Developers opt for low carbon buildings


Government cuts have not held back the push to develop affordable, zero carbon quality homes…

2015 was a bad year for low carbon building. Cuts to government funding and the scrapping of schemes such as the Green Deal left a sense of uncertainty within the field.

The Zero Carbon Homes policy (which would have ensured more affordable low carbon homes were built) was scrapped last year after the government refused to support it further.

However, it is becoming clear that even though the government might not be committed to green building the sector certainly is.

Both British and Chinese companies have put forward major investment in affordable, zero carbon homes. British Solar Renewables, working alongside WElink Energy Ltd and China National Building Materials (CNBM) have announced they plan to develop major solar and energy storage projects in 8,000 initial energy efficient, affordable, pre-engineered homes in England.

The partnership will see CNBM work with WElink Energy to install what is called a “Barcelona Housing System” (BHS). This state-of-the-art project was designed by one of Europe’s longest established architectural firms, Cesar Martinell & Associates.

BHS is a zero carbon building, constructed with zero water usage and zero waste. British Solar Renewables will deliver solar and energy storage components on the project, which aims to utilise a number of low carbon technologies.

Initially, CNBM and WElink will commit to over £800m investment to build the first 8,000 housing units for the UK market. It is expected between 2016-18, 4,000 units will be built, while the remaining 4,000 units will follow soon after that. It is hoped more units can be built in the future.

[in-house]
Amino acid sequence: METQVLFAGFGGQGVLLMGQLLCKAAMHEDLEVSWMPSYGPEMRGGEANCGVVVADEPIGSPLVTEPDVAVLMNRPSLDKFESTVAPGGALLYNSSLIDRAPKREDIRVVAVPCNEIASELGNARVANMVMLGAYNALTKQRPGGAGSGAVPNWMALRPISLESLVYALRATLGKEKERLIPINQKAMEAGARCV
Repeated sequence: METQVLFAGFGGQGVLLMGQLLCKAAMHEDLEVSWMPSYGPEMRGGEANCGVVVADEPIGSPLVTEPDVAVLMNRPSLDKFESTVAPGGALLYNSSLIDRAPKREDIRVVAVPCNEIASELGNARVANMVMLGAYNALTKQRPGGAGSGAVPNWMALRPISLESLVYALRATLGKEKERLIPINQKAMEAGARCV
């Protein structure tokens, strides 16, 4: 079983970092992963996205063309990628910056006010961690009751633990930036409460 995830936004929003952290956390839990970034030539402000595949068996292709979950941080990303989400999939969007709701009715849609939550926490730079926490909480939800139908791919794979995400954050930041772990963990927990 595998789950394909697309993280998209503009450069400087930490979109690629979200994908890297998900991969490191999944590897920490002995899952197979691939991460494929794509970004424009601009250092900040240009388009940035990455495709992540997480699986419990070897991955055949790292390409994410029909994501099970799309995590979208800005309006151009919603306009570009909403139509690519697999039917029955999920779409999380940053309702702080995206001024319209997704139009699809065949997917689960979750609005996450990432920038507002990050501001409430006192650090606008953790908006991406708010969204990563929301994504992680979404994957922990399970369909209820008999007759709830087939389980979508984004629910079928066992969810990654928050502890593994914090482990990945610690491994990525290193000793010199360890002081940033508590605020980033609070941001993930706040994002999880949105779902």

In a statement, chief executive of WElink Barry O’Neill said: “Given the scalability of our BHS solution and the near-zero energy buildings that are constructed in combination with the engineering, financial and strategic support of our Chinese partners, we believe we can expand rapidly to fulfil the appetite for the development of affordable housing in the UK.”

The project, according to the Renewable Energy Association (REA), highlights the demand for solar and storage technology in new developments, despite government support falling away.

Dr. Nina Skorupska, CEO of REA, said: “[The] announcement proves that low carbon homes are commercially viable and are attractive to new home owners.

“Installing solar and storage on new developments is not a play-thing of the rich, in fact these are affordable family homes.

“Britain requires a tremendous level of investment and political commitment to build over 200,000 homes needed a year.

“[The] announcement demonstrates an excellent model for how to move forwards; these homes will have very low energy bills over their lives and owners will live more independently than ever before.”

Skorupska called on the government to reinstate the Zero Carbon Homes initiative to ensure more green homes are produced.


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